Rematch: Ron Johnson and Russ Feingold crossing swords again

The 2016 U.S. Senate race in Wisconsin is a rematch from 2010 -- only this time Democrat Russ Feingold (left) is the challenger and Republican Ron Johnson is the incumbent. (Journal Sentinel photos)
The 2016 U.S. Senate race in Wisconsin is a rematch from 2010 -- only this time Democrat Russ Feingold (left) is the challenger and Republican Ron Johnson is the incumbent. (Journal Sentinel photos)

The Washington Post, the Fiscal Times and Roll Call are among the media ranking Wisconsin Republican Ron Johnson as one of the most vulnerable U.S. senators in the 2016 elections.

Which means Johnson's contest with Democrat Russ Feingold, a rematch from 2010, is likely to get plenty of national attention.

And that typically means heavy crossfire -- involving both the candidates and their supporters.

As we look ahead to the new year, here’s a look back at the 10 most recent items about Johnson and Feingold from our Truth-O-Meter and our Flip-O-Meter.

The Affordable Care Act, immigration, campaign financing, the minimum wage and student loans have been key topics to this point in the campaign.

Affordable Care Act

  • On conservative talk radio in November 2015, Johnson said "probably less than 4 percent" of Wisconsin residents "are enjoying the subsidies" from Obamacare.

Our rating: True.

He calculated the figure based on enrollment data and Census Bureau population statistics. Those numbers put the figure at 2.9 percent.

  • Six months earlier, Johnson claimed Feingold "was the deciding vote on Obamacare."

Our rating: Mostly False.

Obamacare backers needed 60 yes votes, including Feingold’s, on a crucial vote in the Senate that paved the way for final Senate passage of the health care reform bill. But to call it the deciding vote was misleading in that support from Feingold -- unlike some other senators who had to be persuaded to vote yes -- was never in doubt.

Campaign financing

  • Feingold changed his position on receiving campaign contributions from out-of-state donors, which put him to the test on our Flip-O-Meter in October 2015.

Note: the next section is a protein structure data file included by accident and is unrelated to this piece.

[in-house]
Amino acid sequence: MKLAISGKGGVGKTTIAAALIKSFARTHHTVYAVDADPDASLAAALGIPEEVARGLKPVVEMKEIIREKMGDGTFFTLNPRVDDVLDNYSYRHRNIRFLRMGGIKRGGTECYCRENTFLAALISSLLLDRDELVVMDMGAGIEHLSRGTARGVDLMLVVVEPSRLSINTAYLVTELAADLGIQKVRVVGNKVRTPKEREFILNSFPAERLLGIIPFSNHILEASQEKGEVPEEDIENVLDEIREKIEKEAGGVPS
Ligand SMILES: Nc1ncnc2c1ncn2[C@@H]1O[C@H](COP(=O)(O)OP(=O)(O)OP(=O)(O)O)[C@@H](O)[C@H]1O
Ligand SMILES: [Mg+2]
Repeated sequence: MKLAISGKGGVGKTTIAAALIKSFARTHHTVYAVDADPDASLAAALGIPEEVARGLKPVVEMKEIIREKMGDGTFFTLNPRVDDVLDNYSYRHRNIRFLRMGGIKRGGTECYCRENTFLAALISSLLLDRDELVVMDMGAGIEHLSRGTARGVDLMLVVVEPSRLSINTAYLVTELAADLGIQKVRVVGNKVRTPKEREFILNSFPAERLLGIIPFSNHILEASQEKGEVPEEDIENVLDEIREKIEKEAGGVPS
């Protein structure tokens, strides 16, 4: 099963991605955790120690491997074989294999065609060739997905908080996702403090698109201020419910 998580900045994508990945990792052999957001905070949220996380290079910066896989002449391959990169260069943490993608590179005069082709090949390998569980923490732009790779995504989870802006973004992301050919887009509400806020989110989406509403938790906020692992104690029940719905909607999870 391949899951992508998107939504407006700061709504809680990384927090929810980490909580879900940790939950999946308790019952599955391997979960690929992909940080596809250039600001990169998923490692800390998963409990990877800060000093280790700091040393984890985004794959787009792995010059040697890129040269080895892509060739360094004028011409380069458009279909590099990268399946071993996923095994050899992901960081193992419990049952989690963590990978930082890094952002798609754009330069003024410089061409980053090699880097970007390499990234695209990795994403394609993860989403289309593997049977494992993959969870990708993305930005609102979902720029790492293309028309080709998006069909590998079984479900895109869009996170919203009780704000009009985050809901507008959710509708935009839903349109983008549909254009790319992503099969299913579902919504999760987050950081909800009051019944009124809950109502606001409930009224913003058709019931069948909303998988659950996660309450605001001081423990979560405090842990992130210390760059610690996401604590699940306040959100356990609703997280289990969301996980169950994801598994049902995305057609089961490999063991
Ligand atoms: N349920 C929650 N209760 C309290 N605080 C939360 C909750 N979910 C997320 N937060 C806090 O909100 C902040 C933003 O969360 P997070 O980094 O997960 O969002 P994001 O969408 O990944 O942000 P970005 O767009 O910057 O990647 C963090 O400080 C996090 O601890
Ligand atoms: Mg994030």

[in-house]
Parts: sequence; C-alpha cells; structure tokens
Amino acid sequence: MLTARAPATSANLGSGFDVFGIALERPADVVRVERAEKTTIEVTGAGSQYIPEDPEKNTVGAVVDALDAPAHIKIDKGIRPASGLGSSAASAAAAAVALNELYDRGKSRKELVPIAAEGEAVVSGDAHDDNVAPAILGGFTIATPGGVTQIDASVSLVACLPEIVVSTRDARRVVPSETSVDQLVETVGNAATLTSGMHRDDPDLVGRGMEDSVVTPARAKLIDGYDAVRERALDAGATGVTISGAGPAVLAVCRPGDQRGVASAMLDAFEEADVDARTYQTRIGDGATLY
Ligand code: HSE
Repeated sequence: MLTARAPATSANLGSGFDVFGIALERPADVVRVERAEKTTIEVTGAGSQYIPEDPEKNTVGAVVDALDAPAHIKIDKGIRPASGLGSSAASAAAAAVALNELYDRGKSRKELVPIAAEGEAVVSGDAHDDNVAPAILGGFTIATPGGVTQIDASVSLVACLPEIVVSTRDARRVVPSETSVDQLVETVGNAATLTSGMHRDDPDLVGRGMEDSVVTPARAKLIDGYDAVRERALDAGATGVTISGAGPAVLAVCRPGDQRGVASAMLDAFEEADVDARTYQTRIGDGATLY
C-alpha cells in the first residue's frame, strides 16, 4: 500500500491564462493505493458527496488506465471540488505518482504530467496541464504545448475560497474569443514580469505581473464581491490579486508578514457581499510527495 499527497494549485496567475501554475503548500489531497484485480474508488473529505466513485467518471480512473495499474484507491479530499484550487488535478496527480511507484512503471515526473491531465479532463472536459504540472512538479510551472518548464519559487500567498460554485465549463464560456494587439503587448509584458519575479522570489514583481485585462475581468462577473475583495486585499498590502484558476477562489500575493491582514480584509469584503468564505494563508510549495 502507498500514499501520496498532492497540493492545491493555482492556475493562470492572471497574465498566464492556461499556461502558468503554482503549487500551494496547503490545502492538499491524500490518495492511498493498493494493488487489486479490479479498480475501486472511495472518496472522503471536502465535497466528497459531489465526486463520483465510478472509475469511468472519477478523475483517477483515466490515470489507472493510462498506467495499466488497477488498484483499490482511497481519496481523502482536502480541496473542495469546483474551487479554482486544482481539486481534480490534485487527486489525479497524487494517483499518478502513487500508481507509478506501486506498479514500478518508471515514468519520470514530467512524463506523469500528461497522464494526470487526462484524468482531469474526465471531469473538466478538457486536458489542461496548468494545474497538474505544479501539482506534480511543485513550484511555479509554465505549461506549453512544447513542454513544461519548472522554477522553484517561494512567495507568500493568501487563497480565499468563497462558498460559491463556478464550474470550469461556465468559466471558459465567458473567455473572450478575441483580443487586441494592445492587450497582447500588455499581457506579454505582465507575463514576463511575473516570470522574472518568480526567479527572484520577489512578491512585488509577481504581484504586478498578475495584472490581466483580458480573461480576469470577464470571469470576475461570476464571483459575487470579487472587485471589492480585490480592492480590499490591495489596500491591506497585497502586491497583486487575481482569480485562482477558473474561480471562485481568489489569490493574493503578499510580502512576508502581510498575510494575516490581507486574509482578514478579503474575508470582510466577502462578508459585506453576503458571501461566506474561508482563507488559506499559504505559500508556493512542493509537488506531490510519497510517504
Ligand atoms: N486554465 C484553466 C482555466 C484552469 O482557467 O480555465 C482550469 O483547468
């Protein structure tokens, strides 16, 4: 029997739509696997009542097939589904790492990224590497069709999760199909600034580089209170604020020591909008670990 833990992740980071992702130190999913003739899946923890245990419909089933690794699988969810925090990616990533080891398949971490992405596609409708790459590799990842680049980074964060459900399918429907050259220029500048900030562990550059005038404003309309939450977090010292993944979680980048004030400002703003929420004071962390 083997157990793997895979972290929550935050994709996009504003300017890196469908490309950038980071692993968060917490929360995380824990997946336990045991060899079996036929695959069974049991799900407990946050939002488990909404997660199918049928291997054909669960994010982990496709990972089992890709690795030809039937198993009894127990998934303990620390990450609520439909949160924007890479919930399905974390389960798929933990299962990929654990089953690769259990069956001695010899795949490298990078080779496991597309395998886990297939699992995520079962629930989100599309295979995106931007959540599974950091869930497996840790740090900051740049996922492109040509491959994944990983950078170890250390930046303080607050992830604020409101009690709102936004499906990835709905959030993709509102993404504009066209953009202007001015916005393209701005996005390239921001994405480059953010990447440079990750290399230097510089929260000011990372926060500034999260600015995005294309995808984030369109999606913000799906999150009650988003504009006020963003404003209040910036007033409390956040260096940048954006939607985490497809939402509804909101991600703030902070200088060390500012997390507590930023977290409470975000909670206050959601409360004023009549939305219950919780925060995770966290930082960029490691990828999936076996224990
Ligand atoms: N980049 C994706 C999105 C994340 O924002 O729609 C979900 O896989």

Our rating: Full Flop.

In his four previous Senate campaigns, Feingold abided by a commitment to raise the majority of his campaign cash from Wisconsin residents. But he decided this time around that he is no longer bound by the pledge.

  • A month after that ruling, the National Republican Senatorial Committee said Feingold "wanted to get money out of politics. Now he's profiting from that same dark money."

Our rating: Half True.

Feingold received $59,500 in salary from Progressives United Inc., a non-profit founded by Feingold that is not required to disclose its donors, but stopped receiving payments in 2013. While it was active, the group voluntarily listed its donors on its website. But those lists are no longer readily accessible, since the group’s website is no longer active.

Other topics

  • Feingold claimed Johnson had said specifically he hopes the first steps occur to privatize the Veterans Administration.  

Our rating: Half True.

Johnson has advocated for privatizing at least parts of the VA system, but not for moving to a completely private system.

  • Johnson said some 8.1 million of the estimated 11 million to 12 million people "in this country illegally are working."

Our rating: Mostly True.

The latest estimates from a nonpartisan research group showed that as of 2012, there were 8.1 million undocumented immigrants in the labor force -- some working, others looking for work.

  • The Wisconsin Democratic Party said Johnson has "been in office nearly four years now, but 40% of Wisconsinites don't know who (U.S. Sen.) Ron Johnson is."

Our rating: Mostly False.

In the most recent statewide poll that asked about Johnson, 40 percent of registered voters said they didn’t know him well enough to have an opinion about him and another 4 percent said they didn’t know if they had an opinion of him. But that falls short of evidence that 40 percent don't even know who he is.

  • Johnson, meanwhile, changed his stance on support for the Export-Import Bank, which helps U.S. companies sell their goods and services in foreign countries by providing financing for export deals.

Our rating: Full Flop.

Johnson first voted against it reauthorizing the bank, then for it.

  • Feingold said Johnson "opposes entirely a federal minimum wage," except perhaps for "guest workers."

Our rating: True.

When asked in July 2014 whether there should be a federal minimum wage, Johnson said there should not be one, other than perhaps one for guest workers. And while he may not be trying to repeal the wage, Johnson didn’t dispute the accuracy of Feingold’s claim.

  • Feingold also said Johnson "is opposed to all government-assisted student loans."

Our rating: Mostly True.

Johnson has said the government never should have gotten involved in student loans, shouldn’t be involved in it and should look to gradually get out of it. But one of his votes helped student borrowers in the short term, though that measure could lead to higher interest rates in future years, since the rates are tied to changes in the financial markets.